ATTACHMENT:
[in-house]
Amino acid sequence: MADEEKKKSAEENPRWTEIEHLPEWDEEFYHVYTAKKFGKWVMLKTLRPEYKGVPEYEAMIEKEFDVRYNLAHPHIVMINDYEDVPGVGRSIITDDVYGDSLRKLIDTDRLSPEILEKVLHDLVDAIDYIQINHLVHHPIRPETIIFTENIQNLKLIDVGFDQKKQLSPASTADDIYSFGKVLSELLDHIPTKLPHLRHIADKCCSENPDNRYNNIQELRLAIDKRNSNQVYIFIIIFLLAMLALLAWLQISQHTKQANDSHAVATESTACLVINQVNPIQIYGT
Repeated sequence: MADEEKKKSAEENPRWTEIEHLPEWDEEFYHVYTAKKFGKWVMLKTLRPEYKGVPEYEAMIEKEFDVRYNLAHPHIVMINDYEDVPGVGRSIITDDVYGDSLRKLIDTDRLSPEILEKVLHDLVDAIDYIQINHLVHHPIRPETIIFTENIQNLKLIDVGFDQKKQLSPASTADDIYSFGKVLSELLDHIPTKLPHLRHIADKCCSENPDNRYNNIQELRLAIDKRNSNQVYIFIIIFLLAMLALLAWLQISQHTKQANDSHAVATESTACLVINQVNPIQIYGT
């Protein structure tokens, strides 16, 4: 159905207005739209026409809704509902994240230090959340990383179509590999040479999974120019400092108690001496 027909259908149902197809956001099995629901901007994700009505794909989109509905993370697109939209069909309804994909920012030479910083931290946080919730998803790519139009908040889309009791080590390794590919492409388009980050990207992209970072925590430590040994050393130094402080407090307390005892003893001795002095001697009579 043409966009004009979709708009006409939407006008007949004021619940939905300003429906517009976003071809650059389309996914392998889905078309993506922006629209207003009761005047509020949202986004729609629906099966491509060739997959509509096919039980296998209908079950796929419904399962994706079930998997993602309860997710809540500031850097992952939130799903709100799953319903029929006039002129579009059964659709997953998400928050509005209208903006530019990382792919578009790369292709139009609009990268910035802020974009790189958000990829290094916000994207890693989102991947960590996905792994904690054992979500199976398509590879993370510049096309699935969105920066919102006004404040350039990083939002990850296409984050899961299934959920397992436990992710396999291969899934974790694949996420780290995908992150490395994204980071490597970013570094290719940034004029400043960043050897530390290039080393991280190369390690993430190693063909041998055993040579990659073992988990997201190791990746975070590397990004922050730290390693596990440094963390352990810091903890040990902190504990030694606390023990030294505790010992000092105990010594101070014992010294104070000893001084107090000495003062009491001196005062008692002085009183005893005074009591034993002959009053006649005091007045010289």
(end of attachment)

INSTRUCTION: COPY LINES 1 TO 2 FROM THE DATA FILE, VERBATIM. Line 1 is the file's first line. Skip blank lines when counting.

[in-house]
Amino acid sequence: MADEEKKKSAEENPRWTEIEHLPEWDEEFYHVYTAKKFGKWVMLKTLRPEYKGVPEYEAMIEKEFDVRYNLAHPHIVMINDYEDVPGVGRSIITDDVYGDSLRKLIDTDRLSPEILEKVLHDLVDAIDYIQINHLVHHPIRPETIIFTENIQNLKLIDVGFDQKKQLSPASTADDIYSFGKVLSELLDHIPTKLPHLRHIADKCCSENPDNRYNNIQELRLAIDKRNSNQVYIFIIIFLLAMLALLAWLQISQHTKQANDSHAVATESTACLVINQVNPIQIYGT